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Gods and Monsters (1998)

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The last days of Frankenstein (1931) Director James Whale are explored.


Bill Condon


Christopher Bram (novel), Bill Condon (screenplay)
Won 1 Oscar. Another 37 wins & 33 nominations. See more awards »





Cast overview, first billed only:
Ian McKellen ... James Whale
Brendan Fraser ... Clayton Boone
Lynn Redgrave ... Hanna
Lolita Davidovich ... Betty
David Dukes ... David Lewis
Kevin J. O'Connor ... Harry
Mark Kiely ... Dwight
Jack Plotnick ... Edmund Kay
Rosalind Ayres ... Elsa Lanchester
Jack Betts ... Boris Karloff
Matt McKenzie ... Colin Clive
Todd Babcock ... Leonard Barnett
Cornelia Hayes O'Herlihy ... Princess Margaret
Brandon Kleyla ... Young Whale
Pamela Salem ... Sarah Whale


The story of James Whale, the Director of Frankenstein (1931) and Bride of Frankenstein (1935), in the time period following the Korean War. Whale was homosexual, and develops a friendship with his gardener, an ex-Marine. Written by James Fortman <sydb1367@rocketmail.com>

Plot Summary | Plot Synopsis


Biography | Drama

Motion Picture Rating (MPAA)

Rated R for sexual material and language | See all certifications »

Parents Guide:

View content advisory »


Official Sites:

Gods and Monsters




English | Hungarian

Release Date:

4 November 1998 (USA) See more »

Also Known As:

The Father of Frankenstein See more »


Box Office


$3,500,000 (estimated)

Opening Weekend USA:

$75,508, 8 November 1998, Limited Release

Gross USA:

$6,390,032, 23 May 1999
See more on IMDbPro »

Company Credits

Show more on IMDbPro »

Technical Specs


Sound Mix:

Dolby SR

Aspect Ratio:

2.39 : 1
See full technical specs »

Did You Know?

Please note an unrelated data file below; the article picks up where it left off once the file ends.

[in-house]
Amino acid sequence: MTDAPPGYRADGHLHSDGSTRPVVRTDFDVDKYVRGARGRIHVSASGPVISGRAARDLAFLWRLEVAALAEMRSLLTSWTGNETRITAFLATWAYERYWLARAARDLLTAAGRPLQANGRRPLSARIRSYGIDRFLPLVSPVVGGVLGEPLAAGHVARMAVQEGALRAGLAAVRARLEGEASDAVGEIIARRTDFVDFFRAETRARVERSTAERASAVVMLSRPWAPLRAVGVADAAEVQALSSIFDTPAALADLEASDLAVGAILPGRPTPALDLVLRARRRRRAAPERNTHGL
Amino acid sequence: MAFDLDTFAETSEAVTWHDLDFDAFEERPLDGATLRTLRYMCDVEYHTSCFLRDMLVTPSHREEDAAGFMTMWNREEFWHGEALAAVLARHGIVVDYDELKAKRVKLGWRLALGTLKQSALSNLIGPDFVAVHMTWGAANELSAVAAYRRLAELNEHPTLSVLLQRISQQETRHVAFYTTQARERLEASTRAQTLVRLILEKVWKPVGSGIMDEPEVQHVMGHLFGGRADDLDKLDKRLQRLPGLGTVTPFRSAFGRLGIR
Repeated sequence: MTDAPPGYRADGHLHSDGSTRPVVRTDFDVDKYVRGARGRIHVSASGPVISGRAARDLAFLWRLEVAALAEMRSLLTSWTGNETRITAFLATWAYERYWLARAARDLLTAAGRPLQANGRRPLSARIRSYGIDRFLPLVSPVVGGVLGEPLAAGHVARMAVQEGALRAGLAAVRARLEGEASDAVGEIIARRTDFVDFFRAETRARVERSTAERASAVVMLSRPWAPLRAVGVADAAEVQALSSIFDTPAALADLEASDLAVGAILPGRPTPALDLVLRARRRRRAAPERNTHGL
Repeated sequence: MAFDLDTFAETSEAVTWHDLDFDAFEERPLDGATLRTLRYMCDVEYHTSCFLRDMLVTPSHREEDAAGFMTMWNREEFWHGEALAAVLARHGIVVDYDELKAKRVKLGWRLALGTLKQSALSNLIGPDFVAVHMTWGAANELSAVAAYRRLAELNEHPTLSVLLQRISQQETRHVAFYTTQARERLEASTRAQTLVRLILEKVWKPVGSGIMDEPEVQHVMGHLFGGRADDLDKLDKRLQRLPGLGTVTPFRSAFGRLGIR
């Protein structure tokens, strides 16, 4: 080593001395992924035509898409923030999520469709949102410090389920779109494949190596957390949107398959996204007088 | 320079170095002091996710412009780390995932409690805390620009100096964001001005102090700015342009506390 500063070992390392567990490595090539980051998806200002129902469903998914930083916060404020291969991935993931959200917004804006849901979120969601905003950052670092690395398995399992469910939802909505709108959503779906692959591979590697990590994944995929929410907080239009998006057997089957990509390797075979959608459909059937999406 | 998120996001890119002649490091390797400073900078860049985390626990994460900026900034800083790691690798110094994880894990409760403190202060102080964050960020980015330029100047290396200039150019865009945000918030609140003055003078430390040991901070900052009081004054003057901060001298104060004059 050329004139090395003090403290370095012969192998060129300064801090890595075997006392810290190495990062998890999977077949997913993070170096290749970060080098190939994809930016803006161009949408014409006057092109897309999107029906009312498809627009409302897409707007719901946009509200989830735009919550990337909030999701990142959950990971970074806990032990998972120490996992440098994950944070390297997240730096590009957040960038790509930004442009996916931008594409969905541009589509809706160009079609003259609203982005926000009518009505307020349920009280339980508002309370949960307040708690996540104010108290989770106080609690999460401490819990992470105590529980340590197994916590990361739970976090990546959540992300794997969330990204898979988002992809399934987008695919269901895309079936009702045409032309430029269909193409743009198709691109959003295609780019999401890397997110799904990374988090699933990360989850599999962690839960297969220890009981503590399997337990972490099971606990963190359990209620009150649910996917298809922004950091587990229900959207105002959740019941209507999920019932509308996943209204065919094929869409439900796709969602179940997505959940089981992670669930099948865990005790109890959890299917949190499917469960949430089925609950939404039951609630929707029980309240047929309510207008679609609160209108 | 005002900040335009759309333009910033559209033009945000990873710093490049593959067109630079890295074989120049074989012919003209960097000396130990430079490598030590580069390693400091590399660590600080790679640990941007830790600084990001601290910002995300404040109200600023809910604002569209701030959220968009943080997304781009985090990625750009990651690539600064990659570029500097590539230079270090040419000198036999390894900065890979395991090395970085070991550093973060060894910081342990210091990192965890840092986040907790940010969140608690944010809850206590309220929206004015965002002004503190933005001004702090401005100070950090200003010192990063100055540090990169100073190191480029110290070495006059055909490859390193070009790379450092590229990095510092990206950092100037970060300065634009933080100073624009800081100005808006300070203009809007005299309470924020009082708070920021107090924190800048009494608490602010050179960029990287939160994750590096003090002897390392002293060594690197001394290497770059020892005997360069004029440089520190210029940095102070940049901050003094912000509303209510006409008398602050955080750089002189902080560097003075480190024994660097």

James Whale directed Valerie Hobson in Bride of Frankenstein (1935). Sir Ian McKellen, who plays Whale in this movie, previously played Hobson's husband, the British Conservative Member of Parliament John Profumo, in Scandal (1989). See more »


When Whale is playing "strip interview" his cigar case appears and disappears from his hands between shots. He also opens it twice. See more »


[first lines]
Hannah: [whispering] She was ugly when I brought her. I not like her. Mr. Jimmy not like her. Better you indicate, Mr. David.
David Lewis: Stop.
Hannah: Shhh.
See more »

Crazy Credits

The format of the end cast credits, headlined "A Great Cast is Worth Repeating," mirrors the way Universal gave their closing credits when James Whale was directing his horror classics. See more »


Just Might Be Tonight
Written by Spencer Proffer and Steve Plunkett
Performed by Johnny Spark
Produced & Arranged by Spencer Proffer and Steve Plunkett
See more »

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User Reviews

Gods and Monsters is in my opinion one of the cinematic treats of the year.
25 July 1999 | by max-127See all my reviews

Gods and Monsters is in my opinion one of the cinema treats of the year if not one of the best of this decade. Disappointed by a visit to the Mod Squad, I visited ‘Gods' to cleanse my palate. It was enchanting from it's sensitive commencement to an emotional conclusion. It boasts a resonant story which holds it's audience entranced. The script adaptation left no scene lacking significance. Characters are proficiently crafted. Equally substantial, Bill Condon's perceptive Direction was facile and lucid. A mixture of colour and black and white imagery was deftly handled as was the juxtaposition of time person and place in the remembered and imagined sequences. Ian McKellen was the consummate performer as fading Hollywood screen Director James Whale enfeebled by a succession of strokes. The film is further enhanced by a splendid Award winning portrayal of the loyal house maid Hannah by Lyn Redgrave. I was stunned by 'The Mummy's' and 'Blast from the Past's' Brendan Fraser as the hapless and perplexed yardman Clayton Boone who is befriended by James Whale. Who would have thought that such a sensitive and in touch performance could come from the Encino Man. Both McKellen and Fraser team up in some empowering closing scenes. Here one character sees mirrored in the other character's disposition his own fears and emotions. Every facet of Gods and Monsters is admirable. Miss this and you have neglected a very special motion picture.

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